About the Author
Elizabeth Pagano is the editor of the Austin Monitor.
Most Popular Stories
Discover News By District
ZAP will wait for the new year to vote on Slaughter Lane rezone
Tuesday, December 14, 2010 by Elizabeth Pagano
Last week, the Zoning & Platting Commission considered what seemed like every possible option at their disposal during their discussion of the proposed rezoning of the old Albertson’s site at 1807 West Slaughter Lane. In the end, however, all suggestions fell flat and the commissioners voted to delay making a decision until January 4.
The proposed rezoning would change the site from Community Commercial (GR) to Limited Industrial Services (LI). The applicant’s agent, Alice Glasco, claimed that the LI designation is necessary because the local company Out to Lunch Foods hopes to use the space for food preparation.
Glasco said the LI designation was necessary due to the size of the building, which is 11, 200 square feet. Food preparation spaces in GR have a limit of 5,000 square feet.
The applicant’s prospects looked dim from the start, with Chair Betty Baker questioning the wisdom of the proposed change immediately following the reading of the agenda, before the case was even presented. She expressed concern that the introduction of industrial zoning could set a precedent for permissive zoning in the area.
“This area is largely urban, almost rural in some instances, with awful lot of large land areas,” said Baker “It’s a situation where anyone might have reason to assume that it might reoccur. That’s where I’m coming from, and I’m very serious.”
While the commission didn’t articulate any concern about Out to Lunch Foods specifically, there was discussion about how the zoning change could affect the neighborhood. “If they move out, then another industrial use can move in,” Baker said.
Glasco said her client would be amenable to the idea of adding a rollback provision.
The proposed rollback would have allowed the city to return the property to a Community General designation under certain circumstances, including a change of occupant.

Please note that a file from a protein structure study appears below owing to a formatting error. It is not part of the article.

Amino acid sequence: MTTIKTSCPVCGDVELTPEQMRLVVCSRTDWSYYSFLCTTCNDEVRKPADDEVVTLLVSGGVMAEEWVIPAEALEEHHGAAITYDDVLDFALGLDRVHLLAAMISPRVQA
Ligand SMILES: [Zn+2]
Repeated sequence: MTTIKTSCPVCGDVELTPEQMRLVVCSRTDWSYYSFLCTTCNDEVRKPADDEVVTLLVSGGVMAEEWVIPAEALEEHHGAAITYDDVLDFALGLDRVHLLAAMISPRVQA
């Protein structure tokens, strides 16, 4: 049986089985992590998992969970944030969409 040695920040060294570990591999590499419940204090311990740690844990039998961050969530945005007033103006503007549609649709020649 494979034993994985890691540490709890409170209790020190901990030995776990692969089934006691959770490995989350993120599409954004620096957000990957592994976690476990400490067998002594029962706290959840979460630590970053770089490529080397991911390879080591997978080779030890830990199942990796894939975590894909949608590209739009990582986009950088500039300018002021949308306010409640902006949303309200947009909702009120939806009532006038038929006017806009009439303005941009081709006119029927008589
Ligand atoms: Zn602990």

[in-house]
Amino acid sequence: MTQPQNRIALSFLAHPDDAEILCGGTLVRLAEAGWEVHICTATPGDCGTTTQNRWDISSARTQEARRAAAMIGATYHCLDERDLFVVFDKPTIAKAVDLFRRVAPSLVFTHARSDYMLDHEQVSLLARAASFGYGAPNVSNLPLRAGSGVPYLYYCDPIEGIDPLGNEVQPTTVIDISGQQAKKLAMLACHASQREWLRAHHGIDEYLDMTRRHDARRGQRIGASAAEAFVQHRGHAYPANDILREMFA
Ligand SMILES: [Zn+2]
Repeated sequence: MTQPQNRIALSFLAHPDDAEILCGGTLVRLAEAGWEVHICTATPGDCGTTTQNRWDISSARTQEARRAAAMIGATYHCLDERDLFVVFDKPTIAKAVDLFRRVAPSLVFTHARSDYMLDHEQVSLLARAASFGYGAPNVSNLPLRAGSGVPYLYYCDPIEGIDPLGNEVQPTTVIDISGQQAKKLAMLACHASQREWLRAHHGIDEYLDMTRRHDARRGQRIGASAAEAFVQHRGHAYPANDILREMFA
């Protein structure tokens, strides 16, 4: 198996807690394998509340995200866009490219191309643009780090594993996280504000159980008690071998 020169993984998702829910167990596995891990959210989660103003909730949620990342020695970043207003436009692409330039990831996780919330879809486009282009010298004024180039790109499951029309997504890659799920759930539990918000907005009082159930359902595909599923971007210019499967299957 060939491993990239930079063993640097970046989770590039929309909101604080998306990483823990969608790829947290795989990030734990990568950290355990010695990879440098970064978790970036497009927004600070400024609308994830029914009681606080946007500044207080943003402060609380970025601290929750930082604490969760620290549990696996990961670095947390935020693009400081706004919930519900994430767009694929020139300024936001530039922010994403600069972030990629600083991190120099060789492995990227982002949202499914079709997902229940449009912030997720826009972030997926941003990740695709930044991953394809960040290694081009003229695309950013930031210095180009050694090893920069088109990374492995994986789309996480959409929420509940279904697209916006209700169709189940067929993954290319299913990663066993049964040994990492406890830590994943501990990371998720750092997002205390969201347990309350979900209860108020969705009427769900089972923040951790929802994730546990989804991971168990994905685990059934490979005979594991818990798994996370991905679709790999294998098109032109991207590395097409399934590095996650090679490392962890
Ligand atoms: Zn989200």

Baker remained skeptical. “I won’t say how long I’ve been with the city, but I haven’t seen a rollback yet under those provisions, and I’ve seen a lot of them on the books,” she said.
Talk of adding a conditional overlay to the rezoning also offered little comfort.
That overlay would have prohibited the property from being used for basic industry, campground, equipment repair, equipment sales, general warehousing and distribution, retail sales, recycling center, resource extraction, scrap and salvage, and vehicle storage.
Baker and Commissioner Gregory Bourgeois expressed concern over the specificity of those exclusions, which worried Baker especially.
“I’ve almost convinced myself that we’re doing contract zoning, particularly with the conditional overly,” she said.
The case also prompted talk about looking into a code amendment that would increase the allowable square footage for food preparation spaces to avoid such complications in the future. Though nothing was decided, there was some agreement that it was something that could be looked into as an alternative to introducing industrial zoning to neighborhoods.
“I think we are going to be facing this more than we want to,” said Baker.
The commission initially voted 3-2 against the rezoning, with Commissioners Patricia Seeger and Donna Tiemann not in attendance. But a second motion to take up discussion of the item again at their January 4 meeting, when the full commission is expected to be present, passed unanimously.
Join Your Friends and Neighbors
We're a nonprofit news organization, and we put our service to you above all else. That will never change. But public-service journalism requires community support from readers like you. Will you join your friends and neighbors to support our work and mission?